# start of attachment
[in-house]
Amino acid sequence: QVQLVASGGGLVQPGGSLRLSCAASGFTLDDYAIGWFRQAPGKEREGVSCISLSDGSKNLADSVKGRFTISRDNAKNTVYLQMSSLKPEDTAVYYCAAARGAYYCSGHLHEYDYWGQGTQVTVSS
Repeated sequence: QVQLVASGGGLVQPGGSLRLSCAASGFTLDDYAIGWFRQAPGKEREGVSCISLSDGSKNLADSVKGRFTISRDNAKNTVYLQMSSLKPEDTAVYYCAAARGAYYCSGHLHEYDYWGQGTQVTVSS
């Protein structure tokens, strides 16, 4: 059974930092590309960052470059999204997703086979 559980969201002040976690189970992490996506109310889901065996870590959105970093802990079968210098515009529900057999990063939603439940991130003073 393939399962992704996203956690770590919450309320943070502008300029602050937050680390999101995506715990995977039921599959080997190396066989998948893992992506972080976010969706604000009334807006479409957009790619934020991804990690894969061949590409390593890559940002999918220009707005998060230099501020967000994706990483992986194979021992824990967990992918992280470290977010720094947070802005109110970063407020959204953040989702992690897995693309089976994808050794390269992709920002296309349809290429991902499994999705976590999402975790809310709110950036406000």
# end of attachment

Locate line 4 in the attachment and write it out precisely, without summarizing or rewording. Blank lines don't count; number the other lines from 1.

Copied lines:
């Protein structure tokens, strides 16, 4: 059974930092590309960052470059999204997703086979 559980969201002040976690189970992490996506109310889901065996870590959105970093802990079968210098515009529900057999990063939603439940991130003073 393939399962992704996203956690770590919450309320943070502008300029602050937050680390999101995506715990995977039921599959080997190396066989998948893992992506972080976010969706604000009334807006479409957009790619934020991804990690894969061949590409390593890559940002999918220009707005998060230099501020967000994706990483992986194979021992824990967990992918992280470290977010720094947070802005109110970063407020959204953040989702992690897995693309089976994808050794390269992709920002296309349809290429991902499994999705976590999402975790809310709110950036406000």